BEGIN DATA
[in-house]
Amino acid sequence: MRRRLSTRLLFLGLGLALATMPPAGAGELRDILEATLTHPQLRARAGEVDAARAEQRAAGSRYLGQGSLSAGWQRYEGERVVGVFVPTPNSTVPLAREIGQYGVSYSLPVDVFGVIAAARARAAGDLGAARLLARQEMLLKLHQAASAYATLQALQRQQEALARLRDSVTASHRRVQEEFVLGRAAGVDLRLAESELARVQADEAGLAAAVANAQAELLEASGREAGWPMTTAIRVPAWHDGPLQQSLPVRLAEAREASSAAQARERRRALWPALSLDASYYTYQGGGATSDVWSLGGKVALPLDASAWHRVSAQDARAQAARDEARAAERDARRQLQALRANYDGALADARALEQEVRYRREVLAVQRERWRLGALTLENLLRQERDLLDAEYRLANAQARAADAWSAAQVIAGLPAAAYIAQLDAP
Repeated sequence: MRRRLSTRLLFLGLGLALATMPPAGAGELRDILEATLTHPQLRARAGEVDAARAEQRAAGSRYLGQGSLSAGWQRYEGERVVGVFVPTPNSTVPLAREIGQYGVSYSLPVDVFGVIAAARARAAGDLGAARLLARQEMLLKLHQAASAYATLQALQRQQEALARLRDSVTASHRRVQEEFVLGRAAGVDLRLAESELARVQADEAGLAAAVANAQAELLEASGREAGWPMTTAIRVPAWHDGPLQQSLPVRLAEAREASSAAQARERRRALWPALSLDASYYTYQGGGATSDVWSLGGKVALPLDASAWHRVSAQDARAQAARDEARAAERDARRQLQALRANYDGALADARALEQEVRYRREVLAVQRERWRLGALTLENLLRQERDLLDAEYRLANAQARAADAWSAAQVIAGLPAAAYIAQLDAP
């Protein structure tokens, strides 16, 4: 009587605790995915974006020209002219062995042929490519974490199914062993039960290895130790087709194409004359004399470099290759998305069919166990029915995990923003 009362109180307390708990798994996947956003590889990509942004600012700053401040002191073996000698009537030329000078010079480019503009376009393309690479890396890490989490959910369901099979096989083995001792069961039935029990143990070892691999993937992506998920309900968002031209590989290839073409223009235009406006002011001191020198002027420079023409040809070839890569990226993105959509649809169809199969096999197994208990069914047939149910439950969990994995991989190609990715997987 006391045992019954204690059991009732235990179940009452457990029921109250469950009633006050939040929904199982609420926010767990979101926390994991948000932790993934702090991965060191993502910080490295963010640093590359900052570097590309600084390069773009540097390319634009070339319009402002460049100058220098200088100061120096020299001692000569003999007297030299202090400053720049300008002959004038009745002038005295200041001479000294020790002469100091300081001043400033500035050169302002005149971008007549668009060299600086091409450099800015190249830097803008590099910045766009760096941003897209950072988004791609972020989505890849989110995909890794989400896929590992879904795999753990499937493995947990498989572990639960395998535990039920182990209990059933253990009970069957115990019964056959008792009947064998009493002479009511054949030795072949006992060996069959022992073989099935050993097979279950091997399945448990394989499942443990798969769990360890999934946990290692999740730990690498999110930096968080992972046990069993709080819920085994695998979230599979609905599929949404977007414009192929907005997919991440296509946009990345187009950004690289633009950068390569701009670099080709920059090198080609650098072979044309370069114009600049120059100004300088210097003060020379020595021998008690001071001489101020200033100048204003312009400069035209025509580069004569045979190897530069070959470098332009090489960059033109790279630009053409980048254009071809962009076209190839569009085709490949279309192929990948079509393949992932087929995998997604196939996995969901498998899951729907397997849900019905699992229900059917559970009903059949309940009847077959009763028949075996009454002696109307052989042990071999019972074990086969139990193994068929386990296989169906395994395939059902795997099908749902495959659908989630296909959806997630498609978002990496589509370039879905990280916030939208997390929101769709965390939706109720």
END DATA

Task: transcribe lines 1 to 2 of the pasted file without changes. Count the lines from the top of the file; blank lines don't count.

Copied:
[in-house]
Amino acid sequence: MRRRLSTRLLFLGLGLALATMPPAGAGELRDILEATLTHPQLRARAGEVDAARAEQRAAGSRYLGQGSLSAGWQRYEGERVVGVFVPTPNSTVPLAREIGQYGVSYSLPVDVFGVIAAARARAAGDLGAARLLARQEMLLKLHQAASAYATLQALQRQQEALARLRDSVTASHRRVQEEFVLGRAAGVDLRLAESELARVQADEAGLAAAVANAQAELLEASGREAGWPMTTAIRVPAWHDGPLQQSLPVRLAEAREASSAAQARERRRALWPALSLDASYYTYQGGGATSDVWSLGGKVALPLDASAWHRVSAQDARAQAARDEARAAERDARRQLQALRANYDGALADARALEQEVRYRREVLAVQRERWRLGALTLENLLRQERDLLDAEYRLANAQARAADAWSAAQVIAGLPAAAYIAQLDAP